Rails Give Agricultural Industry Seeds to Grow

Freight railroads represent a critical supply chain link for agricultural product shippers. It’s not enough that railroads haul a ton of freight nearly 500 miles on a single gallon of diesel fuel—the equivalent of a standard mid-sized car getting 200 miles per gallon.

To provide agricultural product shippers with the best value and service, freight railroads need to increase capacity while delivering reliable, consistent service to an industry with a high level of seasonal, geographic, and product variability.

The rail industry, particularly across the Midwest and western portions of the United States, has responded to these requirements in numerous ways, including:

Capacity. Many industries continue to act cautiously in today’s volatile economy, making only minimal capital investments. In contrast, freight rail has invested approximately $10 billion annually back into the rail network, despite the worst recession in a generation.

In fact, railroads invested a record $10.7 billion in 2010 and are projected to spend $12 billion in 2011. Those are private dollars supporting our country’s transportation infrastructure, with no taxpayer burden.

Freight railroads moved nearly 1.15 million carloads of grain in 2010, almost an 11-percent gain over 2009, reflecting strong overseas demand for high-quality, competitively priced U.S. grain. U.S. wheat exports in 2011 are projected to hit their highest levels since 1992, according to the U.S. Department of Agriculture.

Reliable service. Freight railroads continue to develop a large shuttle-train network that provides shippers with cost-effective access to all major domestic and export markets. These grain train shuttles are dedicated sets of 75 to 110 covered hopper cars for loading whole grains that move as a unit from one origin to one destination.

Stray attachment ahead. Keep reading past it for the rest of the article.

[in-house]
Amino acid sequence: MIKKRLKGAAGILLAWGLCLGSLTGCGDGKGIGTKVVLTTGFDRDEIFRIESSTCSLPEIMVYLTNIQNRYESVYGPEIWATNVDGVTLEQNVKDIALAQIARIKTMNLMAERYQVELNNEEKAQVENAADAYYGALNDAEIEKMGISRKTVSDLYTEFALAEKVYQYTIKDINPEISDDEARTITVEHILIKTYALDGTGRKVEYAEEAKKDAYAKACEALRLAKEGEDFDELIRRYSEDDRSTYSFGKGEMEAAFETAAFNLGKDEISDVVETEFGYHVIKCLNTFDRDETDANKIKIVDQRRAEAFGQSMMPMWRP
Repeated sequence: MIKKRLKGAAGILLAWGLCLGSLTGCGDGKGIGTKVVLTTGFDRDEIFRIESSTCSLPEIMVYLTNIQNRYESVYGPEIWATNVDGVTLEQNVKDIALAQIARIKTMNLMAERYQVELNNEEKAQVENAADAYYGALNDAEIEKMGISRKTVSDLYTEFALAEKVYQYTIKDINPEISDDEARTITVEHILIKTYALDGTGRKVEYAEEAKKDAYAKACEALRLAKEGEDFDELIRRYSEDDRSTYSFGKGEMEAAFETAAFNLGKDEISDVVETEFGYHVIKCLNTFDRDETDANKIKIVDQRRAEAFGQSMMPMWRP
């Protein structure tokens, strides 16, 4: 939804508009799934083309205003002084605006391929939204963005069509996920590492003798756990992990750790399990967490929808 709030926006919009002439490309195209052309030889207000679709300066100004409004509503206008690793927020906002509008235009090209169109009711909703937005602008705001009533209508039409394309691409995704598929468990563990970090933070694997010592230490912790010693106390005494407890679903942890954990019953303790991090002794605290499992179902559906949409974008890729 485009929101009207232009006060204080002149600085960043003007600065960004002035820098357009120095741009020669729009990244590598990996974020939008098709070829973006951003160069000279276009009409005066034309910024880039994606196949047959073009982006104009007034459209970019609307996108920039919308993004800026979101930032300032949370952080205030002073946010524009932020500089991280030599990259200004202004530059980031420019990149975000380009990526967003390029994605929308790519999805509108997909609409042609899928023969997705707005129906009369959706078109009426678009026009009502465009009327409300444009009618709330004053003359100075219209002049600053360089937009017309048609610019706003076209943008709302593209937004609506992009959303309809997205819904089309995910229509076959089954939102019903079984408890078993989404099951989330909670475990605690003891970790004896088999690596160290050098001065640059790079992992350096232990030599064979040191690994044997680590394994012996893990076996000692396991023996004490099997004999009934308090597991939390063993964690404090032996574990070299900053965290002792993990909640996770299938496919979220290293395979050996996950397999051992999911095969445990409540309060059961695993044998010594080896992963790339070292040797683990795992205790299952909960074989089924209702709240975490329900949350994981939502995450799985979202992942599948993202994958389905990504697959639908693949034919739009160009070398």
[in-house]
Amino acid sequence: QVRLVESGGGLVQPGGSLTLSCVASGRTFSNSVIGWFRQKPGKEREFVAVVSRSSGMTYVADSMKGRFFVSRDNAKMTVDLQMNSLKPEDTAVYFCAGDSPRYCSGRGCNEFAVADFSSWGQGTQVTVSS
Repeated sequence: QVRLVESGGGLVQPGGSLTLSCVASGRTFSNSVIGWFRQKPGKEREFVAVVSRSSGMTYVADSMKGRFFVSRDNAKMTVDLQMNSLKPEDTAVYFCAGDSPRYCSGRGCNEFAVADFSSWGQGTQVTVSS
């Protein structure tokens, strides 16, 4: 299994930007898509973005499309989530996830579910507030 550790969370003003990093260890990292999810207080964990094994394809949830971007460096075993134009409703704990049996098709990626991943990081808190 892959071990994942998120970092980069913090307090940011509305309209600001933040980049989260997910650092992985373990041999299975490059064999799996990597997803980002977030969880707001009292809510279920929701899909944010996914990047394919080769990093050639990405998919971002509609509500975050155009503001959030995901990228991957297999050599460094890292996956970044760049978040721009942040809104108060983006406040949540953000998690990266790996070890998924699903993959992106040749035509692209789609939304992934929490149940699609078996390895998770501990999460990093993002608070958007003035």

Throughout the Midwest, West, and Mexico, where a large number of grains are produced and consumed, railroads have helped develop about 400 shuttle service locations. This efficient service offering can more than double the productivity of covered hoppers for grain.

Variability. U.S. energy policy increased ethanol production from approximately three billion gallons annually in 2003 to more than 13 billion gallons per year in 2010. The rail sector responded by helping shippers locate and design infrastructure for rail-served production plants, and developing unit-train ethanol unloading terminals in all major consumptive markets to ensure consistent, high-volume ethanol movement. The result was a five-fold increase in ethanol rail car loadings.

U.S. railroads played a key role in supporting grain export increases in 2010 and early 2011, when crop failures in Russia and Eastern Europe increased U.S. wheat exports by 46 percent. Approximately 69 percent of the total U.S. wheat exported out of the Gulf moved there by rail, 31 percent by barge.

Ongoing Commitment

In July 2010, The Economist cited America’s freight rail network as one of the unsung transportation successes of the past 30 years, universally recognized as the best in the world. Ongoing investments in infrastructure, training, equipment, and technology represent the railroads’ commitment to providing the safest and most efficient service to America’s agricultural industry.